Two warnings are appropriate: Be very, very careful when cleaning the fine corona and transfer wires (they are fragile and expensive to replace), and beware of the fuser area (hot, could burn you). Also, check your printer manual for information on filter location(s) and maintenance recommendations. The Underground Guide mentioned above also offers invaluable information on ozone filters. It suggests that your nose is a good guide to tell you when an ozone filter needs replacement.

"Ozone at ground level gives off a pungent, acrid odor. You may have noticed this aroma around high-tension power lines, toy trains, or after a lightning storm." The ozone smell is noticeable at levels well below the recommended safe level, the book notes. But if you detect that characteristic ozone odor, it means the ozone filter is getting clogged and should be replaced. Excess ozone contributes to smog and can cause health hazards ranging from dryness and irritation or eyes, nose and throat to nausea, headaches and possible premature aging, or even worse at very high levels.

(Our ink-jet I left for later, because I plan to do a future article on color ink-jet printers; it will include buying tips, pros and cons of refilling ink cartridges, plus cleaning and maintenance information.)

Next I turned to the disk drives, using an air duster to clean around the openings to the CD ROM and Syquest EX 135 removable cartridge drives. I inserted an Allsop drive cleaning disk into the floppy drive (after adding cleaning solution per instructions) to clean the drive heads.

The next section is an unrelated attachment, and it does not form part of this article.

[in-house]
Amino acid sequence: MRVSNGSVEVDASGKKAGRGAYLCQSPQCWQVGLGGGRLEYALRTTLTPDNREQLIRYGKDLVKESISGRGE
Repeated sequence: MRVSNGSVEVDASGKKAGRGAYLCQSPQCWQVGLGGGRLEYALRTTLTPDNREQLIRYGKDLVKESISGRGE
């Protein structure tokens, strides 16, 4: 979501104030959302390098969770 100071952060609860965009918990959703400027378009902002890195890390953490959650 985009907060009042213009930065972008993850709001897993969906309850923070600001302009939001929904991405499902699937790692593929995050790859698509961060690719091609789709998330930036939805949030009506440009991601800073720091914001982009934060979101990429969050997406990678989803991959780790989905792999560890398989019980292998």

Wires and cables had been a snarled mess when I started, after having been changed, unplugged and replugged, and re-routed many times. (Doubtless most of you reading this nedd only look behind and under your desk to see what I mean.) I routed everything carefully, coiling and tying excess phone wires and power or connecting cables. The labels attached to cables and connectors simplified things.

I had cleaned the exterior of many of the components earlier with ComputerBath's PowerCleaner solution, using the two-sided cloth: one side to wipe the cleaner on, the other to wipe a surface clean. Now I went over those I had missed. The monitor got extra attention; where I had taped notes of stuck on Post-Its needed two applications and some elbow grease. Eventually everything looked like new and spotless.

The whole process took most a morning, time well spent. (And it will go much faster next time if I don't neglect my cleaning duties for too long.) I can't prove that my efforts make my system more efficient, but I suspect the preventive maintenance will pay off over the long haul...and I'm enjoying that smug, righteous feeling that comes as a reward for a job well done!

Copyright 1997 by Ken Fermoyle, Fermoyle Publications.

Ken Fermoyle has written some 2,500 articles for publications ranging from Playboy and Popular Science to MacWeek, Microtimes & PC Laptop. He was cohost/producer of a radio show on computers and a partner in a DTP service bureau during the '80s. Fermoyle Publications offers editorial, consulting & graphics design services. and Ken's Korner, a syndicated monthly column free to User Group newsletters. For permission to reprint this article, contact kfermoyle@earthlink.net.

Last Update:06/26/2007